Amory Lovins writes: "Every new reactor in history has been costlier, slower, and harder than projected." He continues: "IFRs (integrated fast reactors) might in principle offer some safety advantages over today's light-water reactors, but create different safety concerns, including the sodium coolant's chemical reactivity (sodium catches fire if exposed to airand explodes if exposed to water) and radioactivity."
Also from the report:
“2009 was the seventh year of the so-called “Nuclear Renaissance,” but it looks a lot like the US nuclear industry of the 1980s, a decade of no new orders, multiple delays and cancellations, hefty defaults, and emerging cheaper alternatives.” (Mark Cooper, Institute for Energy and the Environment, December 2009)
Right now, we really need to be investing our time and funding into low-carbon energy solutions that are cost-effective and can be deployed relatively quickly (like starting now, and up and running starting within the next 5 years). I'd love for nuclear to work as an addition to our energy mix that really helps our transition off of the 20th Century sinking ship that is fossil fuels -- I really would. Show me the numbers, the new plants that are being built quickly and cost effectively. You can't!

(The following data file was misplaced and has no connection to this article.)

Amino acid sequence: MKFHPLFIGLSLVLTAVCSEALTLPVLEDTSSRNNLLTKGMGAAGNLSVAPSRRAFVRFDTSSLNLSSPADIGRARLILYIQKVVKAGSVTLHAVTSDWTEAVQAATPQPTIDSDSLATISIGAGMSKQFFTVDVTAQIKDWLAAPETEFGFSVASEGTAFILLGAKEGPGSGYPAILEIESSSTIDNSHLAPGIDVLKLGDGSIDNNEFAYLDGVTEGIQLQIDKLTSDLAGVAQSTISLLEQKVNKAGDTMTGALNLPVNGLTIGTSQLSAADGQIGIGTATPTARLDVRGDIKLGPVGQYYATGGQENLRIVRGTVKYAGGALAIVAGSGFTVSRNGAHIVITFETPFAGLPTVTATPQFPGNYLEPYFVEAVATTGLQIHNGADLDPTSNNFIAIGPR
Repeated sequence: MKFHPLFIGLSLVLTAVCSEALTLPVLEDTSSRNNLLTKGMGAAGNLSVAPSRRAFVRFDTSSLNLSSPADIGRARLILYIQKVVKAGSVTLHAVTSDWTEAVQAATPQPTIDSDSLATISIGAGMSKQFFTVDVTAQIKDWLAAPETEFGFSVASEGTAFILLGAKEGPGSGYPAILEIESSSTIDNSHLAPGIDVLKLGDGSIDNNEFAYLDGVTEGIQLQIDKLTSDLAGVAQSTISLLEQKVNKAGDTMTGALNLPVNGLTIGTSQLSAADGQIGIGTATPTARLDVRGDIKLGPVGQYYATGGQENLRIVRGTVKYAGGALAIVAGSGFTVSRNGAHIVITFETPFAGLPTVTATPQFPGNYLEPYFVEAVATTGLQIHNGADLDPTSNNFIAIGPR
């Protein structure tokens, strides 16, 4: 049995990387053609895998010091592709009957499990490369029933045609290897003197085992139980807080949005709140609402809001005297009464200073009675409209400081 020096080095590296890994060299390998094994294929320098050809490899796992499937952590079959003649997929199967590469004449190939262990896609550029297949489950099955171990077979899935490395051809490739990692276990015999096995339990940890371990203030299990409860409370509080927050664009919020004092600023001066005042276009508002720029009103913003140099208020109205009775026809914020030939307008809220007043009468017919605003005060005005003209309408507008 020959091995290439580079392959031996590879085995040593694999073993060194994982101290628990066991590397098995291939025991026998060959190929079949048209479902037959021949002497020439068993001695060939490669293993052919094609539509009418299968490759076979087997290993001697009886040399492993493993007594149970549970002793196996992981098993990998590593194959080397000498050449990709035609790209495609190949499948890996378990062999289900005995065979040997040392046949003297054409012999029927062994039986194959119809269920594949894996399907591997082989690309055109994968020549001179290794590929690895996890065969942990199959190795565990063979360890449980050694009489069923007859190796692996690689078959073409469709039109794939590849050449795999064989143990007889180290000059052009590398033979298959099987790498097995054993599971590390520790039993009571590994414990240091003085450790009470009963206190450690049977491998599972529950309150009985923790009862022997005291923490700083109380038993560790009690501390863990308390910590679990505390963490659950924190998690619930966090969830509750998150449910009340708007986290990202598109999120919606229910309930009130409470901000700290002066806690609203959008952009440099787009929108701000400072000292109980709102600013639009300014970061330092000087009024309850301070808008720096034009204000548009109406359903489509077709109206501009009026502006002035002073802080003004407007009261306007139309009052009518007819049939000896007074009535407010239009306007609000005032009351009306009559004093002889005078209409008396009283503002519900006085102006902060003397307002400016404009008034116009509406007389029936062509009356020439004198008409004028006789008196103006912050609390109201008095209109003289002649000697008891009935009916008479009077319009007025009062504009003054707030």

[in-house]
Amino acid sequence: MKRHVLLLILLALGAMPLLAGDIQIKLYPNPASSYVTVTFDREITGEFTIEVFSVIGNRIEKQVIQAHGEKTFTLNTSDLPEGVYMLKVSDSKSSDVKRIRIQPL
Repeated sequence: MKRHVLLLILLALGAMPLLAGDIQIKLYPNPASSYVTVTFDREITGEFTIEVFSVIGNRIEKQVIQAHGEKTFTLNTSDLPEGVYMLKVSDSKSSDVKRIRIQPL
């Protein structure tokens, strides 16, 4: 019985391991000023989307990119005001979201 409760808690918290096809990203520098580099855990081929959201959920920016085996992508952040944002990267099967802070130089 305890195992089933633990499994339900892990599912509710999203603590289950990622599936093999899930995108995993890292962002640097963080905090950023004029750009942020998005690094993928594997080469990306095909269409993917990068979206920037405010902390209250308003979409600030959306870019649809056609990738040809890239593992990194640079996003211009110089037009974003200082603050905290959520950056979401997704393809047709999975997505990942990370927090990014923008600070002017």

Thus, this article certainly doesn't do anything to convince me that we should be investing billions of precious taxpayer dollars in nuclear right now, as President Obama seems to be approving of to achieve "bipartisan" support of climate change and clean energy legislation in the Senate.
At a time when we need to get as many kWh of low-carbon energy sources in place as soon as possible, it's painful to watch as "bipartisanship" takes priority over "likelihood of success". I don't give a whale's armpit if policy solutions are Democratic, Republican, bipartisan, or friggin Martian. I just want them to successfully achieve our climate change and clean energy transition goals.
It boggles the mind how plumb dumb the politics of our transition to clean energy can be sometimes.